What’s in a license plate? Numbers and letters, a vast majority of the time. But for people working in the trucking industry, plates are more than just tags for a vehicle; they’re essential for ensuring a business’s legality and efficiency. That’s why you should consider carefully when weighing apportioned plates vs combination plates for the vehicles in your fleet. In this article, we’ll compare the benefits, regulations, and associated costs of apportioned plates vs combination plates, so fleet managers and truckers alike can decide which plate type aligns best with their ambitions.
Apportioned Plates vs Combination Plates: What’s the Difference?
Apportioned plates are what you’ll receive when you register vehicles under the International Registration Plan (IRP). Apportioned registration lets vehicle owner-operators get their credentials in one jurisdiction, streamlining the process of cross-border operations for truckers who travel between U.S. states and Canadian provinces.
Under the IRP, fleets must pay registration fees. However, instead of a flat fee, payment for IRP-eligible vehicles varies, based on its travel. Registration fees are calculated based on distance percentages in each jurisdiction in which the fleet or vehicle in question is operating. This mechanism ensures that each state or province involved gets a fair share of registration revenue, based on the registered fleet’s operational statistics.
Combination plates, on the other hand, are governed by individual state regulations. Combination plates are generally used by owner-operators working within specific states. For example, in the state of California, combination plates are designated for vehicles capable of carrying both a load and another vehicle (i.e., a truck and trailer), helping to streamline the registration process for intrastate operators. Combination plates may also be obtained for certain vehicles that have a weight falling below that of IRP requirements.
Benefits of Apportioned Plates
One of the benefits of apportioned plates vs combination plates is the flexibility they offer for large fleets whose vehicles work and travel across multiple states and/or provinces. For example, a fleet operation based in Texas but with operations sprawling across the Southwest would benefit greatly from the way apportioned plates can simplify the registration process by centralizing it into a singular registration process – regardless of how many states out of which the business in question operates.
Apportioned plates are also a resourceful option due to their cost-effectiveness, a must for larger fleets. Fee distribution and amount is based on the mileage traveled in each state, which helps ensure that fleets with apportioned registration are not overcharged for their operational travel footprint in any given state. The centralized registration process for apportioned plates also helps trucking businesses by mitigating the administrative burden, a huge boon for fleet operators having to oversee interstate operations.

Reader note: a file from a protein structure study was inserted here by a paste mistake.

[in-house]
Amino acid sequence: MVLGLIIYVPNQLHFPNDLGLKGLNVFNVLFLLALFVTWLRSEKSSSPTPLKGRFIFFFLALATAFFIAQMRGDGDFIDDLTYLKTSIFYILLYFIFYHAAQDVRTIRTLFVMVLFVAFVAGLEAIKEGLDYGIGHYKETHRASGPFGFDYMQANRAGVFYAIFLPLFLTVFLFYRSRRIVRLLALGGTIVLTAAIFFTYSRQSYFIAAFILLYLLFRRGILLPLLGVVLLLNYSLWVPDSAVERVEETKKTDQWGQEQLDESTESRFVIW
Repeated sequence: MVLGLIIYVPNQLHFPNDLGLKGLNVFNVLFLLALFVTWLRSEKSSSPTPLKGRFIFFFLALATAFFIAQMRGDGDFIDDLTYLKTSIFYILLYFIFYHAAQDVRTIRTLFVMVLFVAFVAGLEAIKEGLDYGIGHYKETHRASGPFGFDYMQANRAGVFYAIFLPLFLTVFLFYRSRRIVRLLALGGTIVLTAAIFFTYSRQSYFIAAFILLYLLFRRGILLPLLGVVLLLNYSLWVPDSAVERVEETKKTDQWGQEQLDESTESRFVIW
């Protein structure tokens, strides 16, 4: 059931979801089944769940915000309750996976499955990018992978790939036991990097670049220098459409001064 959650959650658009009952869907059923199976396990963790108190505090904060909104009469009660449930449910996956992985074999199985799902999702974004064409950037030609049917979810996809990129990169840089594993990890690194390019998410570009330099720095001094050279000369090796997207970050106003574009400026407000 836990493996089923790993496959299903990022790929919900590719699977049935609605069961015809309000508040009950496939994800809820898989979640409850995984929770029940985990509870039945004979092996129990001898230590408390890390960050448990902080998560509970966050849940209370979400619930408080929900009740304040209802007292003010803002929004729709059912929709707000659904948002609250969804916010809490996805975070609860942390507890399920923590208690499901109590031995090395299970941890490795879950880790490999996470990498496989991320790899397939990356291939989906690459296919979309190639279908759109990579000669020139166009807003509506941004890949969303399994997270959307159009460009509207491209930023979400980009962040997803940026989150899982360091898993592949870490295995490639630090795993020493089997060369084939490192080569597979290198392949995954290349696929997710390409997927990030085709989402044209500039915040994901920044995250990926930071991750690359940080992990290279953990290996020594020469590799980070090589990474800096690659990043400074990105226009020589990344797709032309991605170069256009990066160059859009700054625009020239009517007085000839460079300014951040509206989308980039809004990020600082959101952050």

Benefits of Combination Plates
Compared to apportioned plates, best suited for fleets operating across state lines, combination plates are a useful alternative for smaller vehicle fleets or intrastate operators. They’re also used for vehicles that have both commercial and personal functions. Obtaining combination plates instead of apportioned plates can save these operators money in both registration and operation, as a single registration fee covering the vehicle and the vehicle load can help trim operation costs. This can potentially translate to lower insurance premiums, as well, further highlighting the cost-saving factor of combination plates.
Regulations, Requirements, and Associated Costs
For vehicles to fall under the International Registration Plan requirements to register for apportioned plates, the vehicle (or vehicles!) must have two axles and a gross vehicle weight of over 26,000 pounds, or have three or more axles (without weight being a factor), or be used in combination, with the weight of this combination exceeding 26,000 pounds.
Because of the rigorous regulatory adherence required by the IRP, some insurance providers may offer favorable premiums for fleets with apportioned plates.
For combination plates, a truck tractor or truck with a gross weight of over 10,000 pounds that is used in conjunction with a semi trailer with a gross weight in excess of six thousand pounds must be registered with a combination plate for a gross weight that is equal to the combined weight of every vehicle in the combination. Some requirements may vary, depending on the state in which the vehicle is being registered.
Let i2290 Help You Out
Weighing apportioned plates vs combination plates is an important crossroads for fleet managers and truckers to navigate, so they can make a choice that meets the needs and goals of their business. But while you ponder plates, don’t let filing your Form 2290 and paying your Heavy Vehicle Use Tax fall to the wayside!
The HVUT can be all-too-easy to forget, which is why i2290 is here to make filing the Form 2290 and paying the HVUT as easy as 1, 2, 3! Simply create an account with us, answer a few questions about your business and vehicles, and you’ll receive your stamped Schedule 1 in minutes. We also have a dedicated support staff that are always present to answer any questions you may have about any part of the process.
Let us help you breeze right through the 2290 filing process by signing up for an account with i2290 today!Special note: This article is for general purposes, and is not intended to provide, and should not be relied on for tax, legal, investment, or accounting advice. The best way to ensure you’re filing correctly and paying appropriate taxes is by following IRS regulations and consulting with a tax professional.